Magne: It kind of sneaks up on you, because we’re all part of the world of entertainment, the world of consumerism, we sort of drift along in our lives. One Christmas I was running around trying to think of something meaningful to give to my kids and in the end I told the whole family I’m not gonna buy any presents this year but I will give money to someone who needs it more. What they would have gotten for Christmas will help someone feel a little bit more included on Christmas Eve. Everyone was super happy with that. So, in a way, it’s really possible to turn things around and that’s what I wanted to do, I wanted to do this, I wanted to add some music into Christmas, it wasn’t some happy-go-lucky action, I wanted to make this record as a gift to people who otherwise wouldn’t feel included. I wanted to make sure that I tried to be as inclusive as possible and describe as many situations as possible that we can all relate to, but that we somehow sweep under the carpet at Christmas time.

5. The lyrics are a vital part of the album, and some of them are particularly melancholic and sad. Was it difficult to write about Christmas from that point of view?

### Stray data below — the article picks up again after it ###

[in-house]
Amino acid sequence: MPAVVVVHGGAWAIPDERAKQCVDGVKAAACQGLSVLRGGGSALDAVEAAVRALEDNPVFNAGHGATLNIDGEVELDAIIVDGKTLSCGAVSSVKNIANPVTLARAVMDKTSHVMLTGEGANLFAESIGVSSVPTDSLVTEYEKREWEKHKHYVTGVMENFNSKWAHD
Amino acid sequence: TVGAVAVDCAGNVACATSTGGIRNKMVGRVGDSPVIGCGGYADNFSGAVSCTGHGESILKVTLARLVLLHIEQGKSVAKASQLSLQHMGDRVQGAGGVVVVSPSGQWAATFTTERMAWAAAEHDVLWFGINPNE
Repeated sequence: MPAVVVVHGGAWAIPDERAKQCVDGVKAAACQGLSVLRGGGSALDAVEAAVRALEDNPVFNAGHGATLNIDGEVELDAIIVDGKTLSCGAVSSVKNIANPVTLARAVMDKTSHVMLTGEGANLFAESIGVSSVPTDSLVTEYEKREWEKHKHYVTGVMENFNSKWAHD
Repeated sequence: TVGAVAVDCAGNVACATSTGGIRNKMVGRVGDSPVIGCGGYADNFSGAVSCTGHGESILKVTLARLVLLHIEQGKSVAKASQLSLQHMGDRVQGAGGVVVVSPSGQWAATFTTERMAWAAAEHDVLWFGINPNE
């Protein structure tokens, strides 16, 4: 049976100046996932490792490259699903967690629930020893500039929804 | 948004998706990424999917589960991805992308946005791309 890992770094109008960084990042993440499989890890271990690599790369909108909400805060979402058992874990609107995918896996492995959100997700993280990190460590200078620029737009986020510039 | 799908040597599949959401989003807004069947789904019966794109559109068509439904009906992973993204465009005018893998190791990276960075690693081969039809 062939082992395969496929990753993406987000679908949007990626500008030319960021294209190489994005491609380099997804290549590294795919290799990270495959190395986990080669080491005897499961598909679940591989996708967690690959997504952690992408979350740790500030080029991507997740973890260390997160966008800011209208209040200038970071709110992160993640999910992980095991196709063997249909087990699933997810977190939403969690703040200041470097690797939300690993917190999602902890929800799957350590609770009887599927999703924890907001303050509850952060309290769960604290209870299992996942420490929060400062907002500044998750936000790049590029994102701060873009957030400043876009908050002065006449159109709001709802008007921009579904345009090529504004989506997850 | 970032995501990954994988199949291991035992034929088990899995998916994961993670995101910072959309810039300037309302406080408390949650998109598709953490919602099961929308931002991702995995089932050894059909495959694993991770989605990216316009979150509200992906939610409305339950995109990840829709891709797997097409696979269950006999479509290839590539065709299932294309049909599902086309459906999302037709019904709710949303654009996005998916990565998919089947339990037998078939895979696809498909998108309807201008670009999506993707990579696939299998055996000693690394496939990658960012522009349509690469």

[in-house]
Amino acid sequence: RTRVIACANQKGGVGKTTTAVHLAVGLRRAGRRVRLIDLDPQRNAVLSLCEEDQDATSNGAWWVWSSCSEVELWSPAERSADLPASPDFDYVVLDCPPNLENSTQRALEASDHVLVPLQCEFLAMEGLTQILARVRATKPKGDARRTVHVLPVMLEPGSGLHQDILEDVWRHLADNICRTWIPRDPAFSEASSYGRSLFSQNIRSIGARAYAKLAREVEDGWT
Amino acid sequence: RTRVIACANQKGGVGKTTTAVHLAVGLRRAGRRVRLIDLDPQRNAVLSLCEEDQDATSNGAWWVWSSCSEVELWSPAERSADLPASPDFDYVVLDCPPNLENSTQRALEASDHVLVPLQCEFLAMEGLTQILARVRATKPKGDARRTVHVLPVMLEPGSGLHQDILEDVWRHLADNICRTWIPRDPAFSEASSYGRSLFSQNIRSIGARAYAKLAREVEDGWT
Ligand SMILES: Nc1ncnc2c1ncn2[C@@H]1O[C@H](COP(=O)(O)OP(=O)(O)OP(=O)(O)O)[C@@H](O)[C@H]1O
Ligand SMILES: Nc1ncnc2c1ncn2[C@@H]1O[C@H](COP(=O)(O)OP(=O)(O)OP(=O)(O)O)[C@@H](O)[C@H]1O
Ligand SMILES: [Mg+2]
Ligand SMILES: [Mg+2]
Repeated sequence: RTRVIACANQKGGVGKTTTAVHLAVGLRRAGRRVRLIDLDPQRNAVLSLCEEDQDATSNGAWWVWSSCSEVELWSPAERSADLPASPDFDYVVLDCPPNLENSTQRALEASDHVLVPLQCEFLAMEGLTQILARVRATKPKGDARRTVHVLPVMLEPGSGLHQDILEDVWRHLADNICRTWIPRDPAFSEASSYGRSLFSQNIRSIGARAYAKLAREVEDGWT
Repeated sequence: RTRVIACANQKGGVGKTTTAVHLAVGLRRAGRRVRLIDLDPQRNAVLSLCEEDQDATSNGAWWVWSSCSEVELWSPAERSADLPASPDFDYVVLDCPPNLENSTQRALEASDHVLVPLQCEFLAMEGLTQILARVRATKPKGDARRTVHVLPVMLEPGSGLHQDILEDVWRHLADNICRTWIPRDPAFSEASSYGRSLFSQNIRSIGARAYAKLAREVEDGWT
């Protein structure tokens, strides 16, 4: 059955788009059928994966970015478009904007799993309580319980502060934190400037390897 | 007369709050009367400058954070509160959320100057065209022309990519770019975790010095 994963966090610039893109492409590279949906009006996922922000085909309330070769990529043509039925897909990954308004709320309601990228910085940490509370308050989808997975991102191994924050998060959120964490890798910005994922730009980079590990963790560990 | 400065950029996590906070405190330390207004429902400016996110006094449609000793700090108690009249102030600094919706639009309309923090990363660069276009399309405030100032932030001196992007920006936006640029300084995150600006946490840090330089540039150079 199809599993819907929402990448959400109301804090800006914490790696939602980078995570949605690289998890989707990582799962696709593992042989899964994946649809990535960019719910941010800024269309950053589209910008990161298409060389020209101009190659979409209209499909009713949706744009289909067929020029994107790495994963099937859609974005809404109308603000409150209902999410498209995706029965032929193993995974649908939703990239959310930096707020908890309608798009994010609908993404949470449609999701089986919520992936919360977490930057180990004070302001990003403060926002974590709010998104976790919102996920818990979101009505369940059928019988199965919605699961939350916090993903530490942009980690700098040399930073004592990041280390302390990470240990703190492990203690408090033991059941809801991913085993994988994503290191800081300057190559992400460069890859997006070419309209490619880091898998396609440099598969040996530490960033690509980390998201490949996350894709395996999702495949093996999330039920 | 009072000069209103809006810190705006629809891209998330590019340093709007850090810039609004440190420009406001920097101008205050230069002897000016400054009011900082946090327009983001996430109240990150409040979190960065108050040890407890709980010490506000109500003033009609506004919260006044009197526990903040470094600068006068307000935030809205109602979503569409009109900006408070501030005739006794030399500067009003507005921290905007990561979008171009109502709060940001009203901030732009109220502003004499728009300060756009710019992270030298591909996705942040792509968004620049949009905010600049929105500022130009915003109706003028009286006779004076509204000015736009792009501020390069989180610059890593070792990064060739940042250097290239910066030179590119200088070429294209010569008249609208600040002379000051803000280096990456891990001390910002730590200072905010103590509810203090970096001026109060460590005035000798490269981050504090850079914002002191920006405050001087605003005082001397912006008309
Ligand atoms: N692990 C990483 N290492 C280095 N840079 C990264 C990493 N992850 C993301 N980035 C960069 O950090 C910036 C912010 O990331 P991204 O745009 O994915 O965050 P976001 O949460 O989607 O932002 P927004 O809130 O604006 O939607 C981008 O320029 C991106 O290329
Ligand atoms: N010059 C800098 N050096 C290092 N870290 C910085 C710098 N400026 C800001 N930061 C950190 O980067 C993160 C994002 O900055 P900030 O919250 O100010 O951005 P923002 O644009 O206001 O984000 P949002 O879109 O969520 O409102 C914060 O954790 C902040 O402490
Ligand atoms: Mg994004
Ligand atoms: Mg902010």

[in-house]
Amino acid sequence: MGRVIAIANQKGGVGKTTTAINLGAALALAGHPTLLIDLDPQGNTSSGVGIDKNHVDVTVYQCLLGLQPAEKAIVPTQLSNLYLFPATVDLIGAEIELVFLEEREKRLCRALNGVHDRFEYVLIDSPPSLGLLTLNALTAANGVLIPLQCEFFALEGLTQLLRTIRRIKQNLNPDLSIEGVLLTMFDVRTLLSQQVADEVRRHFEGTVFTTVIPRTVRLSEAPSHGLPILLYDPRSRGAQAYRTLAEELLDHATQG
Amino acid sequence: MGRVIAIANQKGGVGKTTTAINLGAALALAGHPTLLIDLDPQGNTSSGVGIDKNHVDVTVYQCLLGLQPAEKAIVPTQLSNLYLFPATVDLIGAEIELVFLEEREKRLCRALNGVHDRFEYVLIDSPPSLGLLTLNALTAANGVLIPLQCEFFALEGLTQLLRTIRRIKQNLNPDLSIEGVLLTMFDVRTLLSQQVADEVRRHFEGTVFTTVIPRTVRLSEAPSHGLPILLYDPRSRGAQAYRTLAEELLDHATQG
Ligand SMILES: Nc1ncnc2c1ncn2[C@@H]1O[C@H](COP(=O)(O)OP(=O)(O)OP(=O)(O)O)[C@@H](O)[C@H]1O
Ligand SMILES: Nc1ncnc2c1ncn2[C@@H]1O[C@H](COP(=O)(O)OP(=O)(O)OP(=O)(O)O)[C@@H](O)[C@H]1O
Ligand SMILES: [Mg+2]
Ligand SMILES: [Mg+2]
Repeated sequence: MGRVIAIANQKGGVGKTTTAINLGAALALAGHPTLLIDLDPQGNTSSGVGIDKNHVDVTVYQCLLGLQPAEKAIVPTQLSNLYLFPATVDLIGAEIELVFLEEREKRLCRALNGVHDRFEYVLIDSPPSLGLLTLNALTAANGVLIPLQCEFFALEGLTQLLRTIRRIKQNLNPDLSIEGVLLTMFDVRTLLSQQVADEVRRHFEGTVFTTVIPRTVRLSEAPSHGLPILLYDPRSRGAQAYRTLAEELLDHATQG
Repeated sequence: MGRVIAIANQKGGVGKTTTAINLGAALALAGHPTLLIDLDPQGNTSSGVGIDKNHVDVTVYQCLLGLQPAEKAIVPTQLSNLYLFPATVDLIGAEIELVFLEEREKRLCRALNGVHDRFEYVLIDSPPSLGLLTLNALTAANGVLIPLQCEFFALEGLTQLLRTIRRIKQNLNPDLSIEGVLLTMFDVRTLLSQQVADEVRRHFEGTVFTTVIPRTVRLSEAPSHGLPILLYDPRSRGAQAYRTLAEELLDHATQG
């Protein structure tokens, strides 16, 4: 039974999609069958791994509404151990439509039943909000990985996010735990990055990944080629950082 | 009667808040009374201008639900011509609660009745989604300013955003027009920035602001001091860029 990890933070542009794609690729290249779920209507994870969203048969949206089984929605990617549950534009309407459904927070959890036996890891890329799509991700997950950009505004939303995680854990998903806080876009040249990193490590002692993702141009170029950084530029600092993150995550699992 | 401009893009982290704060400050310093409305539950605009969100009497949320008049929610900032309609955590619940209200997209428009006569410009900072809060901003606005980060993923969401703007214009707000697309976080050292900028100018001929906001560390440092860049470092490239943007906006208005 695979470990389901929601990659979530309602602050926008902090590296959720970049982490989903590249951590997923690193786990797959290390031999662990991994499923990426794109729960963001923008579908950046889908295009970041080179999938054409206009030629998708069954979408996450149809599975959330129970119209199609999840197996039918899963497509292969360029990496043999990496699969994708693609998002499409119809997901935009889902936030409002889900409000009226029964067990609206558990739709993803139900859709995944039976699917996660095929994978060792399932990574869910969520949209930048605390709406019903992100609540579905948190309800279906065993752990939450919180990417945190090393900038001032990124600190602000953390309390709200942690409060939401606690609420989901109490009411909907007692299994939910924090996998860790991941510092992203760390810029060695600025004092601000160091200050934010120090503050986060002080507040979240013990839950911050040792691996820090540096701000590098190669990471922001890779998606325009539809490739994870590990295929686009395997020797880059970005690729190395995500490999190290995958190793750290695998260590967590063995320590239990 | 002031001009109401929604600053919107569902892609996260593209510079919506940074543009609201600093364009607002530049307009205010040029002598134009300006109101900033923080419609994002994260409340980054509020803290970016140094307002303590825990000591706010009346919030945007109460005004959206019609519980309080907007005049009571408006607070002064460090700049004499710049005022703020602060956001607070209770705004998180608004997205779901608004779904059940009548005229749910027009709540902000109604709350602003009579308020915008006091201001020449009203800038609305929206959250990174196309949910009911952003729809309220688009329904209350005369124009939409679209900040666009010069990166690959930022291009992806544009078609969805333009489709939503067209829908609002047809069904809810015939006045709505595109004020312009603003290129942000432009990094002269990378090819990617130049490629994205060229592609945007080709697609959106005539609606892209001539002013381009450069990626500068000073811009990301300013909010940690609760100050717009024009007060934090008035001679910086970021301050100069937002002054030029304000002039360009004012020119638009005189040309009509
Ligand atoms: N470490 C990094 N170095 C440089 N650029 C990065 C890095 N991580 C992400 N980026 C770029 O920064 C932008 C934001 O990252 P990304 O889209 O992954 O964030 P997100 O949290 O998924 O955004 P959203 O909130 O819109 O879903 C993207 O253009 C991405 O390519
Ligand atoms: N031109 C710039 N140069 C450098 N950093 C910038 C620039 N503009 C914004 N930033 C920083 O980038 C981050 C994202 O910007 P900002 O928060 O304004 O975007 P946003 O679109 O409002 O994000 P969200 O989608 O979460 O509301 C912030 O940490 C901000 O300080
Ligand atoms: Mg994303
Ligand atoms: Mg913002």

Magne: When I work, I like to establish a framework for myself. When you set a defined border and say you’re only gonna work within this space, then things pop up that you didn’t think about and that you wouldn’t have written that way if you hadn’t made those limitations. For instance, one of the last things that I recorded for “A Wintry Silence” were vocals. That song didn’t really have a single Christmas word and I didn’t want to push anything into it. However, from the literary angle, this is one of the sentences that I’m the happiest with on the whole album: “For every Christmas rose we got, our hearts have grown a thorn”. We call it a different name in Norwegian, so I didn’t know it was called a Christmas rose, but because it’s called a Christmas rose, I could use the image of a thorn growing out of a heart. Actually, limiting myself might be my most important creative tool. It’s the same with “Deck the halls with bows of holly ’tis the season to be melancholy”. There’s humour in there somewhere.